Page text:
Discomfort during an injection is typical, and so is the child’s reaction. Parents and caregivers may feel anxious when their child cries, screams, and tries to squirm while receiving a shot. What caregivers and parents can remember is that these reactions are normal, and healthcare professionals who work with children experience these reactions every day. Nonetheless, there are several effective ways to distract a child during a shot.
Distraction refers to the shifting of attention from one thing to another. According to the study Randomized clinical trial of distraction for infant immunization pain, distractions are also beneficial for babies while they receive injections. Using distraction techniques can make office visits for vaccinations much less stressful for babies and children, as well as for parents and caregivers.
Vaccination Distraction Techniques for Parents and Caregivers: Do, Think, and Feel Tactics
To keep stress levels low and allow for a quicker office visit, distracting a child during the immunization process is probably the most important step that parents and caregivers can take. Some items that can hold a child’s attention include a favorite toy, an enjoyable video, or something to look forward to afterward like a trip to the park.
Parents and caregivers can use the seven suggestions below to distract a baby or child during a shot.
7 Ways to Distract Your Child During Shots
The items below are perfect for distracting a baby or child during uncomfortable medical procedures, including vaccinations.
1. Buzzy® Bee for Shots
Buzzy Bee for shots is a vibrating device with a set of removable blue, ice-pack wings. Using vibrations alone or vibrations with cold temperature, Buzzy Bee disrupts pain signals before they are able to reach the brain.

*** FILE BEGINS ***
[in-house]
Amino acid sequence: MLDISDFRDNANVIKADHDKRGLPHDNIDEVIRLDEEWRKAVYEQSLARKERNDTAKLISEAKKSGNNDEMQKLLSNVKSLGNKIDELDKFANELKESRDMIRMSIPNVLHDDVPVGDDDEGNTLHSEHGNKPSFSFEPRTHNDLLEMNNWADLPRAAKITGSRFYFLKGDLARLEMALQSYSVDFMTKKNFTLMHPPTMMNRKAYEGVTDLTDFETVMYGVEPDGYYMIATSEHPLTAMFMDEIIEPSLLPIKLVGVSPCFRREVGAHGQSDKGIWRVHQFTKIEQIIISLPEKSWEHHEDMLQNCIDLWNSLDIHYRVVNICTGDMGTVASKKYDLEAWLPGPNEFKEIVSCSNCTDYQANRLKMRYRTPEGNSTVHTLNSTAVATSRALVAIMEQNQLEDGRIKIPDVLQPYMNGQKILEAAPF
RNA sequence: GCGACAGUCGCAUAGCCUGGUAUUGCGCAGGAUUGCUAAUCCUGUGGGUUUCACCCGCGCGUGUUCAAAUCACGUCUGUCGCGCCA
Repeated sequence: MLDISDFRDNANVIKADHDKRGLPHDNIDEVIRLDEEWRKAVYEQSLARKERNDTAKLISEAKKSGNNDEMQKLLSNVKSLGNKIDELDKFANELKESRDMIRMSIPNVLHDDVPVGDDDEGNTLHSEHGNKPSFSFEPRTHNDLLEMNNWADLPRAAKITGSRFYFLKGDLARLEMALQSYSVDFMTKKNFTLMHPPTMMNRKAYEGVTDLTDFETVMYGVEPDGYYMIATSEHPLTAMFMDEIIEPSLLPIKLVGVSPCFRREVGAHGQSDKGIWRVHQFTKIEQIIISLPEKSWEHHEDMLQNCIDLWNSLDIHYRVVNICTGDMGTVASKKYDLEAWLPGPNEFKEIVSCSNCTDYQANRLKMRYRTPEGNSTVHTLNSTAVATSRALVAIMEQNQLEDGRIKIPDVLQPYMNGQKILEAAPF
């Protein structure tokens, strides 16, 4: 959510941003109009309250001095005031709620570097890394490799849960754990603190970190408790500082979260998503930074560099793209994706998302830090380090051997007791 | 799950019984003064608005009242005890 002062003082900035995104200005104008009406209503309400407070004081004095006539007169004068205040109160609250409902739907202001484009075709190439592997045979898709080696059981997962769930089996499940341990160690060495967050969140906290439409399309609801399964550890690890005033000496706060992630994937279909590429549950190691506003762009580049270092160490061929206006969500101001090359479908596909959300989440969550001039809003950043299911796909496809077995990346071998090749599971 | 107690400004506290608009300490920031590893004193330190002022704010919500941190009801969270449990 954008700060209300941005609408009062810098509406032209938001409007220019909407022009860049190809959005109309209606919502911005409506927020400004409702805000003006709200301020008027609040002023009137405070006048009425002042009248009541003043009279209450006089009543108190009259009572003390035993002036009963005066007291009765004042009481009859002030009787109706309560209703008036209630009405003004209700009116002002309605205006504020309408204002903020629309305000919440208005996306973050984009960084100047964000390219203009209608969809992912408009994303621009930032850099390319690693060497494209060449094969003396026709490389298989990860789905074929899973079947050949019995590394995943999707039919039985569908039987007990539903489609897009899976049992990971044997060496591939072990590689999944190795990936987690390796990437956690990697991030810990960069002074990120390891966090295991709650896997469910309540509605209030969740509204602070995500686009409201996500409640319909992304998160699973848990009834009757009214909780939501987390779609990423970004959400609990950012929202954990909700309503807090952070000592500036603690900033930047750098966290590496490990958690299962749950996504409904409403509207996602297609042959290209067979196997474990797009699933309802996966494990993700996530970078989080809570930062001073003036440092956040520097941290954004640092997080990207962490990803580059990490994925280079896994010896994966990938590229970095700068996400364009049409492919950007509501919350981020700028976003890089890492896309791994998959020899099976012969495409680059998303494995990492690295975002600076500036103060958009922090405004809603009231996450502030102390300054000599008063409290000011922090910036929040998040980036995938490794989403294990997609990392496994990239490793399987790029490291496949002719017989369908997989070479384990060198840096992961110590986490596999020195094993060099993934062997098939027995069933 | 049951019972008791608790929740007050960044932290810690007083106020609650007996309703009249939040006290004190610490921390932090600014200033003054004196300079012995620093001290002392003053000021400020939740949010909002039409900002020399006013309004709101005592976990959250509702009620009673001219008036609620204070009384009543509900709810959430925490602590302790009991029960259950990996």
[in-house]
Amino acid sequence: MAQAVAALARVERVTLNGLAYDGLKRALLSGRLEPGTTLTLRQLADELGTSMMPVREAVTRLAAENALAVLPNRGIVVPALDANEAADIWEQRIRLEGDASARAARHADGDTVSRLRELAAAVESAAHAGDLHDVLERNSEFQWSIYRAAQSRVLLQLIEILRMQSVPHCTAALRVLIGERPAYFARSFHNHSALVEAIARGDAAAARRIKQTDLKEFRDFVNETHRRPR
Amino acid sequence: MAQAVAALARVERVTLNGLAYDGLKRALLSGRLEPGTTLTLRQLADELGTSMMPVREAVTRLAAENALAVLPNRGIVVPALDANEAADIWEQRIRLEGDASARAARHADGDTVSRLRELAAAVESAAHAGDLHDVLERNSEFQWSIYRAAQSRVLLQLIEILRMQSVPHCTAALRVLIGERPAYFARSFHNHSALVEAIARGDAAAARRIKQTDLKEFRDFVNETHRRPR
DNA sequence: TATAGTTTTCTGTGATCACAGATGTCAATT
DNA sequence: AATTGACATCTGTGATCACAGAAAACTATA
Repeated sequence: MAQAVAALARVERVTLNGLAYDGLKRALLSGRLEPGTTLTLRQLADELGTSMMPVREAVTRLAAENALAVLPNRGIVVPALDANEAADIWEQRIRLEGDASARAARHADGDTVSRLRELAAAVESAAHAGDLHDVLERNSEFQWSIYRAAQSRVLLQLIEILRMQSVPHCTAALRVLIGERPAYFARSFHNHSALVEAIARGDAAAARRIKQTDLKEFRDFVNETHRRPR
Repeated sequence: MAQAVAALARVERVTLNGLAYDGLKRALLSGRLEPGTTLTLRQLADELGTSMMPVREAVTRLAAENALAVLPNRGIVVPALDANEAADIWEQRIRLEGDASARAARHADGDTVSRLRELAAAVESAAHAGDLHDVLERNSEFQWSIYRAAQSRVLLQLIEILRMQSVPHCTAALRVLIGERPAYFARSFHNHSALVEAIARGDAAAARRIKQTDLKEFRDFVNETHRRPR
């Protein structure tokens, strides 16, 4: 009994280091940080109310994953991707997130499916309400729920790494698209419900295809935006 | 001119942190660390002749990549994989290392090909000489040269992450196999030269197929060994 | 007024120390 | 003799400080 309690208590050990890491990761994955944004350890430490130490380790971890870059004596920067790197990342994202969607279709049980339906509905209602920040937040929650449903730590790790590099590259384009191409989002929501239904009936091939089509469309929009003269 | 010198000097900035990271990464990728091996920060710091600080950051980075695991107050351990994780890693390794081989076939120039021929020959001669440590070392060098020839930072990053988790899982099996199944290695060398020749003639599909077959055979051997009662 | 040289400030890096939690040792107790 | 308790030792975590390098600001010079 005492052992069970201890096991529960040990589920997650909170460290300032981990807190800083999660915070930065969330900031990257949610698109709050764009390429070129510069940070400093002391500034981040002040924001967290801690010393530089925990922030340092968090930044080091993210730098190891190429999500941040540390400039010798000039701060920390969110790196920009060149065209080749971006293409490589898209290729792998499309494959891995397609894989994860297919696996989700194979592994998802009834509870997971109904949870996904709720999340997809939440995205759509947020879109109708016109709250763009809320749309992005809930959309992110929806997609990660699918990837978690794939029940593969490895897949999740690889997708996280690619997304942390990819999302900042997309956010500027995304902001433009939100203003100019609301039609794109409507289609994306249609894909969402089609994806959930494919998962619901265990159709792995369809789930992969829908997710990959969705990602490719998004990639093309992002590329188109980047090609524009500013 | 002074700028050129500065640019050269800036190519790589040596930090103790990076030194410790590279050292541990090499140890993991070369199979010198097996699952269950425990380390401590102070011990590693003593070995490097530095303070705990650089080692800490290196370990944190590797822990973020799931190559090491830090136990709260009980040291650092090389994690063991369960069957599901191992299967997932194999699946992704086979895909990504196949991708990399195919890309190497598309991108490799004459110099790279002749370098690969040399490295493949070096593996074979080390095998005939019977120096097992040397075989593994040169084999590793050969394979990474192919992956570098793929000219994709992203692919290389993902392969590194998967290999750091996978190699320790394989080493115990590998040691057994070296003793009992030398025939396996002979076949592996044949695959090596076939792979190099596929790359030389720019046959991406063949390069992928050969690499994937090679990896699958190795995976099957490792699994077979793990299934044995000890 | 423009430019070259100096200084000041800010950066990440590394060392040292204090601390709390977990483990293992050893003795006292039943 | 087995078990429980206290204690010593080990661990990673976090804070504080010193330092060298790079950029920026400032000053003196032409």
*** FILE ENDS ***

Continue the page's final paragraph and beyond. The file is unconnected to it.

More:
Understanding Pain Signals
When the body sustains an injury, a pain signal is sent to the brain. This pain signal travels along the nerves, but if the pain signal is stopped before it reaches the brain, the pain does not register.
Consider that while running cool water over a burn, the pain stops, or at least decreases substantially. The cool, running water confuses the nervous system, helping to block the pain signal from reaching the brain. The same is true when it comes to Buzzy Bee.
Buzzy Bee’s vibration and cold temperature can block pain signals before they reach the child’s brain, eliminating or greatly reducing the amount of discomfort the child feels with a vaccination.
How to Use Buzzy Bee for Shots
Place the Buzzy Bee above the area of injection and turn the bee on. That way, at the time of injection, the child’s nervous system is already jammed and preventing the pain signals from reaching the brain.
2. Bionix ShotBlocker®
ShotBlocker is a simple, washable piece of plastic embedded with dozens of blunt contact points, specifically designed to assist with blocking pain signals during injections. According to clinical trials using the Gate Theory of Pain, ShotBlocker effectively blocks pain signals about 80% of the time.
How ShotBlocker Works
According to the Gate Control Theory of Pain, there is a pain gate that nerve and pain impulses must pass through before they can reach the brain.
When ShotBlocker is pressed against the skin during the injection, the little nubs create sensory impulses that overwhelm the pain gate. By overwhelming the gate, the pain signals from the shot never reach the brain.
ShotBlocker Is Proven Effective
According to several studies, ShotBlocker has been proven to successfully alleviate the anxiety and pain associated with receiving a shot. On January 6, 2022, a press release from Bionix addressed the benefits and efficacy of using ShotBlocker.
3. An Expandable Ball Toy
An expanding ball toy helps parents and caregivers visually distract a child during shots. Using the expanding ball, parents and caregivers can provide the child with a visualization of their breathing pattern. This technique helps the child’s body and mind relax, promoting a feeling of calm.
How to Distract A Child Using the Expanding Ball Toy Technique
The parent or caregiver should slowly expand the ball while inhaling and contract the ball while exhaling. Parents and caregivers should emphasize that their breathing corresponds with the expansion and contraction of the ball. Ideally, the child’s breathing will begin synchronizing with the ball as well.
4. Oral Sucrose (aka Sugar Water)